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[149] in addition to the wounded, in the fight and the pursuit 570 prisoners. My loss in my own division was 59 killed, 258 wounded and 295 missing; total 612. Amongst the former I have to regret the loss of Lieutenant-Colonel McAllister, Seventh Georgia, who behaved with great gallantry, and Captain Russel, of the same regiment, who was acting as Major. In the list of wounded were Brigadier-General Rosser, who received a painful wound in the first day's fight whilst charging the enemy at the head of his brigade, and whose absence from the field was a great loss to me; Colonel Aiken, Sixth South Carolina, who had borne himself with marked good conduct during the fight; Lieutenant-Colonel King, Cobb legion, who was wounded in a charge, and Major Anderson, Seventh Georgia. The enemy in his retreat crossed,the river at Carpenter's ford and kept down on the north bank of the stream. As he had a pontoon train with him, which enabled him to cross the river at any point, I was forced to keep on the south of the rivers so as to interpose my command between him and Grant's army, which he was seeking to rejoin. During several days, whilst we marched on parallel lines, I constantly offered battle, which he studiously declined, and he followed the northern bank of the Mattaponi and the Pamunkey until he gained the shelter of his gunboats on the latter at the White House, where he crossed during the night. Here he met a strong reinforcement with ample supplies, and after resting a day he moved down the river, thence across the country to the Forge bridges, where he crossed the Chickahominy. Chambliss' brigade, which had joined me two days previous, attacked him at this point and drove him some distance. Fearing that he might pass up the James river, through Charles City Courthouse and Westover, I took position that night so as to cover the roads from Long bridge to the latter place. The next morning, the 24th June, he drove in my pickets at Samaria church and advanced beyond Nance's shop. I determined to attack him, and to this end I ordered Brigadier-General Gary, who had joined me that morning, to move from Salem church around to Smith's store and to attack on the flank as soon as the attack in front commenced. General Lee left Lomax to hold the river road and brought Wickham to join in the attack. The necessary arrangements having been made, General Gary advanced from Smith's store and took position near Nance's shop. The enemy had in the meantime thrown up strong works along his whole line and his position was a strong one. As soon as Gary had engaged the enemy, Chambliss was thrown forward,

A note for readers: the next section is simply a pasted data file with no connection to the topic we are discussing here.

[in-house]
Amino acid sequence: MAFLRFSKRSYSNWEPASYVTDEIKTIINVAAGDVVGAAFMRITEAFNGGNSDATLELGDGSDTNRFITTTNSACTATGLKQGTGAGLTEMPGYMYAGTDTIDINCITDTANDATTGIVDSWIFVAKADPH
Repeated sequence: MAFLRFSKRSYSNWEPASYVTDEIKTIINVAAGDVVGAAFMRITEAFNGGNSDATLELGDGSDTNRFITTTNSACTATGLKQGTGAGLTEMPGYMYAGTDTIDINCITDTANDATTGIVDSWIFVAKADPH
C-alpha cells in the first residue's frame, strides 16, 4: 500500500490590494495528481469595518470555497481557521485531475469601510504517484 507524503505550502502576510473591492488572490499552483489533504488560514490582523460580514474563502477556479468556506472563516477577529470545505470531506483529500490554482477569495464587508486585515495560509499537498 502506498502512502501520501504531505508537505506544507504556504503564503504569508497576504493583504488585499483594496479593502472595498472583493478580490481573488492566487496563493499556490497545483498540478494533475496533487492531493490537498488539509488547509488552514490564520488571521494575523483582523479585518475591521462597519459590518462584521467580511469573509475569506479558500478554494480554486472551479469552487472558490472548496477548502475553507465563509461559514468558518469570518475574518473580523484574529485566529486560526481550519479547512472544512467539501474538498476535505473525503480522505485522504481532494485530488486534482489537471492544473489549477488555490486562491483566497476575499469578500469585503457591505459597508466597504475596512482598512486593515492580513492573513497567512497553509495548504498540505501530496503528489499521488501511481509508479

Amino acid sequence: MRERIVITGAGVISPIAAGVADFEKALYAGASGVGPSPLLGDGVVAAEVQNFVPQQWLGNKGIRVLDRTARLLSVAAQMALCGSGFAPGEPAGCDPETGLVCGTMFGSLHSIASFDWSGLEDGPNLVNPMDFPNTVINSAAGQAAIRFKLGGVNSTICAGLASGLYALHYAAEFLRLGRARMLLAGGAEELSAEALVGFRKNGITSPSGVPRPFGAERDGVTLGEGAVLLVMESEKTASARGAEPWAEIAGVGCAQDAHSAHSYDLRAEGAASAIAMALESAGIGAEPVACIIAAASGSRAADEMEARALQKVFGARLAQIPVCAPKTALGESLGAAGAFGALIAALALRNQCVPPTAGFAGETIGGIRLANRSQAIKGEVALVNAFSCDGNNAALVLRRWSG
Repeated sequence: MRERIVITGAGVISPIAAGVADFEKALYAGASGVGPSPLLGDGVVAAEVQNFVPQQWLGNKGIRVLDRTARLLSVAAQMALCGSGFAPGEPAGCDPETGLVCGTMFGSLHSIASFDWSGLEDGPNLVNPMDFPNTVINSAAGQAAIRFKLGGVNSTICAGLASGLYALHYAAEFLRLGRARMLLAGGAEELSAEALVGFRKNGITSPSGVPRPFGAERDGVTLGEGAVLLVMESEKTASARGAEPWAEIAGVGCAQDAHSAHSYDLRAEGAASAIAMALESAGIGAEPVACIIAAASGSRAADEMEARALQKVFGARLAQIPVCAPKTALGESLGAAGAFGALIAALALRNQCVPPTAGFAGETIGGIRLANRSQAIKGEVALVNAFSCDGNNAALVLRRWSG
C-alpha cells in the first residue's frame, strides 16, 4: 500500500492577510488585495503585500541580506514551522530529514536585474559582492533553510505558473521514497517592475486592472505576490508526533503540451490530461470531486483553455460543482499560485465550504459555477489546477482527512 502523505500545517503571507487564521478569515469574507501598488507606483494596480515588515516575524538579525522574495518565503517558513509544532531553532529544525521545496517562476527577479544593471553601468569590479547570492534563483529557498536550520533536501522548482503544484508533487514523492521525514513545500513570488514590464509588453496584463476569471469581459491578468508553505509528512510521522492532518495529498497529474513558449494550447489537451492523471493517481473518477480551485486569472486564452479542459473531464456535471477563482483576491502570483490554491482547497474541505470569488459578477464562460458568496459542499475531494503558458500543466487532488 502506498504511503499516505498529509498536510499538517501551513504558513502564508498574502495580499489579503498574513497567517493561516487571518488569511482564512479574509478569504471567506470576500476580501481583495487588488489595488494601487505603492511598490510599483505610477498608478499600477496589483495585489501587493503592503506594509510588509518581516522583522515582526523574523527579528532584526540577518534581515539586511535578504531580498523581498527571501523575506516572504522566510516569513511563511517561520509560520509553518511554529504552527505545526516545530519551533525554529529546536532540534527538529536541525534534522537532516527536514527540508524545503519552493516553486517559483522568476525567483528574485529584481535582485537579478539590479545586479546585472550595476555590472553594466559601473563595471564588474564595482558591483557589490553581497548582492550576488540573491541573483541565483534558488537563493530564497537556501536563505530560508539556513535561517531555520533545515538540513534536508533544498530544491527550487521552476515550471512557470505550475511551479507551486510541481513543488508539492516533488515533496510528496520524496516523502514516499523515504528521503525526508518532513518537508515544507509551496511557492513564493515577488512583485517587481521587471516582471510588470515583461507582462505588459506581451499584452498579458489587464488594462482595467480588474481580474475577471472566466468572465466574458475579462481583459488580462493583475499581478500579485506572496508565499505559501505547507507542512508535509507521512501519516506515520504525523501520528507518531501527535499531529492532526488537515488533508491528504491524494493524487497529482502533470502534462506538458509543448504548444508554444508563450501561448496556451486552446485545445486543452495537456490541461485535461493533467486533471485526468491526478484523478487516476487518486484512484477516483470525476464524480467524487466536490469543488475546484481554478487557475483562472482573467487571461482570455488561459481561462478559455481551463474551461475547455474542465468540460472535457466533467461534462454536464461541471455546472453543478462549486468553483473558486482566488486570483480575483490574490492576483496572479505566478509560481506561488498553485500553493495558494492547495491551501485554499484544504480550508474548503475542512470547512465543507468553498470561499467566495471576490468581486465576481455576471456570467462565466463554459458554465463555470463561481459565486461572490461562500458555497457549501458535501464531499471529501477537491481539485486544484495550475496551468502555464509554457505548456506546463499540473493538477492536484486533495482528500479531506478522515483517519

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Paid George W. Gary (3)
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